Those of you who read this Internet column know the importance I place on transforming athletic teams into support groups, allowing participants to discuss issues in their personal lives that may be affecting their ability to focus. And nowhere is this more clearly exhibited than when players hold team meetings, allowing them to get things “off their chest” with their teammates and soon after, the team begins winning. But few in the medical profession place much   emphasis on the role support groups can play when newly diagnosed breast cancer patients participate. When cancer patients address stressful situations in their lives (and begin the process of resolving them) the stress is reduced and its negative effect on the immune system is greatly diminished. An excellent example recently appeared in the February 4th 2015 issue of USA TODAY when a woman – Megan Schanie – told about her experiences as a survivor. “It’s fantastic,” says Schanie, 39, who helped start a support group for young breast cancer survivors in her hometown of Louisville, Kentucky. “Even in my own little world, I’ve noticed that we have so many in our group who are surviving.” If you’d like more information send me an e-mail – marv@mindoversports.com – and I’ll send you free information regarding how and why support groups work when putting cancer into remission. Support Groups, by the way, are not to replace any prescribed medical treatment by your physician but are only to be used as supplemental treatment.

That is, the number of stupid excuses made by Coach Carroll, Russell Wilson, and Darrell Bevell as to why they didn’t run Marshawn Lynch up the middle for three consecutive plays and win the game.   Example from the New York Times: “The Seahawks’ offensive coordinator (Bevell) said he and Carroll feared if they ran the ball, the clock might run out on the Seahawks before the team finished its allotted plays.” It’s really too bad that Coach Carroll and Bevell weren’t up front with us and just said: “Hey! We messed up!” The most honest person on the team, Marshawn Lynch, exited the stadium immediately after the game without showering since I’m sure he didn’t want to be put in a position of lying or pointing out what a stupid call that decision was to pass rather than giving him the ball. And here’s Coach Carroll’s final comment: “Unfortunately, it was real hard luck. There’s no other way to look at it right now.” I have news for Coach Carroll: There is no such thing as hard luck. We create what happens to us in our lives, both good and bad.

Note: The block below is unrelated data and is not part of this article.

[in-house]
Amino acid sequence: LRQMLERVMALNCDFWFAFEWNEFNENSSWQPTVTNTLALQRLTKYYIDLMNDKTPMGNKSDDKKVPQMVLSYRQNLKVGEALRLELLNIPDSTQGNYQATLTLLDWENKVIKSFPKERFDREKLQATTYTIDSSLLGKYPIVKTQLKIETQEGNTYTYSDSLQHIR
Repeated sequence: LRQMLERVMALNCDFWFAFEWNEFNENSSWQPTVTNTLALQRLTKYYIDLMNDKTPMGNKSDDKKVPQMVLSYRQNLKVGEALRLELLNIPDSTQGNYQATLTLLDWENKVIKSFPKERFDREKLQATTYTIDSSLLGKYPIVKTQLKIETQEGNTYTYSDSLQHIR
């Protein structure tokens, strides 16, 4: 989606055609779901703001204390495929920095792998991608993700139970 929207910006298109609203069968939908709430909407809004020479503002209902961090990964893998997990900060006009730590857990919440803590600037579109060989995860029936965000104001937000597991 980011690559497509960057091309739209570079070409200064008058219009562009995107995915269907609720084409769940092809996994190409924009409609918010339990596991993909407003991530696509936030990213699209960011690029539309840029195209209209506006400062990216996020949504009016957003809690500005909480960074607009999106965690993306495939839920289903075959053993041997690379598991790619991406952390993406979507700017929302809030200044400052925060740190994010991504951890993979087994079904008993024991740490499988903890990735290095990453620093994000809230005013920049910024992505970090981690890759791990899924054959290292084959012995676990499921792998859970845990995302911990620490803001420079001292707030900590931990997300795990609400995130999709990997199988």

N. V. I.
National Visualization Institute

Learn how to visualize, resulting in increased performance.

PHONE: 417-773-2695

Sports related, Health related, and Business Sales related.


Welcome to Outdoor Wilderness Adventures
If you are interested in booking a hunting or fishing trip anywhere in the world, with over 800 destinations to choose from, contact Marvin Fremerman at marv@outdoorwildernessadventures.com or call 417-773-2695. We will put you in direct contact with outfitters we recommend.

If you would like to review a list of our more than 800 outfitter destinations, click through the bear that appears below.

Hunting & Fishing Trips

Click Here

Personalized Counseling

Self-esteem building workshops and positive visualization seminars for athletes, sports teams, cancer patients and at-risk youth. Also available for speaking engagements.

E-Mail Marv


Or call 417-773-2695



Buy Marv’s Books!

Contact Marv

If you would like to contact Marv directly, he may be reached at:

Marv Fremerman
Mind Over Sports
2320 West Westview Street, Unit A.
Springfield, MO 65807



Enter your email address to subscribe to this blog and receive notifications of new posts by email.

Join 88 other followers
hit counter